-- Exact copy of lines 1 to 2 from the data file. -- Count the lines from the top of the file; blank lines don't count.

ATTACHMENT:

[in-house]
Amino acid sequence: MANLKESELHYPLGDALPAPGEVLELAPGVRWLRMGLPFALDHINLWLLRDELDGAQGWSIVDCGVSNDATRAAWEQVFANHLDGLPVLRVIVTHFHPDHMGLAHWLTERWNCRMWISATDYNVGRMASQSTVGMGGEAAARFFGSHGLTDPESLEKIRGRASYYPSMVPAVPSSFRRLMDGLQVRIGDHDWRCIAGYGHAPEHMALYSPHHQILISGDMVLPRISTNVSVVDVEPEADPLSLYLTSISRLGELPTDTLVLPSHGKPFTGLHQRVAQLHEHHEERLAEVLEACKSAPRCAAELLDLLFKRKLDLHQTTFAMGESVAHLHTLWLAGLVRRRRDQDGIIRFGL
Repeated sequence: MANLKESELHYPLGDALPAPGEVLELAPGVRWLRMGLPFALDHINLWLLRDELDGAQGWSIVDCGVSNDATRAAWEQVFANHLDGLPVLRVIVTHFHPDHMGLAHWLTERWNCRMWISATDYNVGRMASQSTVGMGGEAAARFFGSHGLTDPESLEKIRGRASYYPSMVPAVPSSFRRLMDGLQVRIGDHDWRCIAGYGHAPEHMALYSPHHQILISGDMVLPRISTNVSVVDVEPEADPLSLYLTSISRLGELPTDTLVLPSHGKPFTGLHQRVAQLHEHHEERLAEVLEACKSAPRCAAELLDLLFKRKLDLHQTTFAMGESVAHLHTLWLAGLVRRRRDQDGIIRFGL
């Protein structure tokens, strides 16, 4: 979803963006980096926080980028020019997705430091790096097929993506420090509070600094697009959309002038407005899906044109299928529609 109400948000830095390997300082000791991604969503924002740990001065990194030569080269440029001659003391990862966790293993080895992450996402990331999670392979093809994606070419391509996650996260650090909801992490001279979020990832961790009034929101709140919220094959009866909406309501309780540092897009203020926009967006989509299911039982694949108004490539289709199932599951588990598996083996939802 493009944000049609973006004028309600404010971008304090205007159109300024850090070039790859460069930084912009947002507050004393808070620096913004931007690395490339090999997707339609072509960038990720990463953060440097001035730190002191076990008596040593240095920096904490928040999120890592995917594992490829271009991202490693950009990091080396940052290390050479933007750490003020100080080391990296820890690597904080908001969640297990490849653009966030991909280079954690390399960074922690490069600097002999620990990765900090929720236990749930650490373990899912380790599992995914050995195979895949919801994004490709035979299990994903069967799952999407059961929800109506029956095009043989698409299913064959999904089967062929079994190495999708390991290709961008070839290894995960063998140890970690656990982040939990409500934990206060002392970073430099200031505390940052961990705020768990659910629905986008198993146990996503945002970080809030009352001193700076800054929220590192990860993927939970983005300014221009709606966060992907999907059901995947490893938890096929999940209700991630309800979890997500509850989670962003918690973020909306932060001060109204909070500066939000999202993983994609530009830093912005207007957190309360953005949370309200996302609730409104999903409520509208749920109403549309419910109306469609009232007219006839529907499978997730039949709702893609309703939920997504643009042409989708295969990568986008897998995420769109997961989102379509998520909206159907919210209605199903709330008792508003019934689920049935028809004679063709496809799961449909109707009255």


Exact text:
[in-house]
Amino acid sequence: MANLKESELHYPLGDALPAPGEVLELAPGVRWLRMGLPFALDHINLWLLRDELDGAQGWSIVDCGVSNDATRAAWEQVFANHLDGLPVLRVIVTHFHPDHMGLAHWLTERWNCRMWISATDYNVGRMASQSTVGMGGEAAARFFGSHGLTDPESLEKIRGRASYYPSMVPAVPSSFRRLMDGLQVRIGDHDWRCIAGYGHAPEHMALYSPHHQILISGDMVLPRISTNVSVVDVEPEADPLSLYLTSISRLGELPTDTLVLPSHGKPFTGLHQRVAQLHEHHEERLAEVLEACKSAPRCAAELLDLLFKRKLDLHQTTFAMGESVAHLHTLWLAGLVRRRRDQDGIIRFGL